Serving as a source of livelihood for many cultures, it’s no wonder that cattle are at the center of a handful of superstitions. For example, Icelandic folktales state that when the first calf born during the winter is the color white, you should expect a harsh winter season. In this article, you will encounter cattle superstitions regarding death, bad luck, and other supernatural connections.
The Celts placed cattle on a pedestal and viewed the creature as one of the most important animals because of its gifts of food and clothing. They also used cattle as a way to establish wealth and prestige amongst the people. When it came to cattle, the people believed that the animals had close ties to their human owners and they promptly alerted their cattle when something occurred in the household or if an upcoming festival were to take place. Some communities believed that cattle needed to know about the death of their owner or the cows would feel something was wrong, become sick, and then die. In some parts of Europe, cows were believed to gain the ability to speak on Christmas Eve (midnight), but if a human should ever hear what they had to say , great misfortune would be in their future.
In the cultural circles of the English, Welsh, and Irish folk tales included ‘fairy cows,’ which supplied an endless amount of milk until a greedy human took advantage of their generosity. The cow either died or lost her powers as a result. A Lancashire legend speaks of a cow that appeared during a famine to save the people with a never-ending supply of milk. However, one person attempted to exceed their fair share by using a sieve to milk the cow, causing her to die from exhaustion.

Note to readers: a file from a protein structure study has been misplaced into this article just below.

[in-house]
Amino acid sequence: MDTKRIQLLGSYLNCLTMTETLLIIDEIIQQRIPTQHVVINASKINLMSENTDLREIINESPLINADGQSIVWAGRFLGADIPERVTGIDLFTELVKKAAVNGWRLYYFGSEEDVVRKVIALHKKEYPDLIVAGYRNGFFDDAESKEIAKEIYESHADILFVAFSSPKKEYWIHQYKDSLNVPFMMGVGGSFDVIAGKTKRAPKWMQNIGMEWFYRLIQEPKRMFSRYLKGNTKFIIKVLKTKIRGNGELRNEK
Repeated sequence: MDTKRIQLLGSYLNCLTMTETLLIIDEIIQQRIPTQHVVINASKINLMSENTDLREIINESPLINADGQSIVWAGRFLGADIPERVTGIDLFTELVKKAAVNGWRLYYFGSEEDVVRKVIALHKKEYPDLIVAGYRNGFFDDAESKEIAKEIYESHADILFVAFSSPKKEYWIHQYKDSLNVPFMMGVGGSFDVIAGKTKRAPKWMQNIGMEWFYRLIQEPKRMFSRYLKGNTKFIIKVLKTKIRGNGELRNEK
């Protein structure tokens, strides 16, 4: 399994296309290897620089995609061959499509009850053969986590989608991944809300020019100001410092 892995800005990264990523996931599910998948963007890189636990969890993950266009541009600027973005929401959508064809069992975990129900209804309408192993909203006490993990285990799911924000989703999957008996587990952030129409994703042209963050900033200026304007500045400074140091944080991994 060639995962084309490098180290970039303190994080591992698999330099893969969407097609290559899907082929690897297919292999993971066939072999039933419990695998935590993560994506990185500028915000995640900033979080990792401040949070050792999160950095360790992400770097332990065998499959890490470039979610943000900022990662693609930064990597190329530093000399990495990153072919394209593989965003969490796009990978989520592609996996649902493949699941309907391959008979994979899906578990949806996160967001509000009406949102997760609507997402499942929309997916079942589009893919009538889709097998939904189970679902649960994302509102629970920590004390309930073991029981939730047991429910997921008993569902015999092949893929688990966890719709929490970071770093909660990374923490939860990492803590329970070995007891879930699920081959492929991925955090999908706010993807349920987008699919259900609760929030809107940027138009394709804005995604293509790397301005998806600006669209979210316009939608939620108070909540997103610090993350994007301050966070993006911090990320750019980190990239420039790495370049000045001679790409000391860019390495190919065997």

When a cow becomes sick, some cultures see the act as the handiwork of fairies, elves or witches. A handful of charms were created to keep magical attacks at bay. Hanging over the stalls of cattle, it wasn’t uncommon to find horseshoes or holed stones above the doors. During the 16th century, special candles were made. The wax would drip between the ears and horns of the cows with the leftover wax placed over the main door so that all cattle passed the wax.
If you attempt to make an offer to purchase cattle that wasn’t for sale, it is said that you will cause the animal bad health, which could lead to death. Have you ever heard of cattle as weather predictors? If they stand close to one another in low ground and feed hard as a unit, it is said that rain is on its way. Cows standing on high ground are a sign that fair weather is in the cards.
Tradition saw cattle driven over the embers of the Beltane and Midsummer fires, in hopes of spreading protection from plagues and other diseases over the cows. Even as early as the 19th century, some farmers sacrificed a healthy cow or calf as a symbolic gesture to protect the rest of his cattle from plague.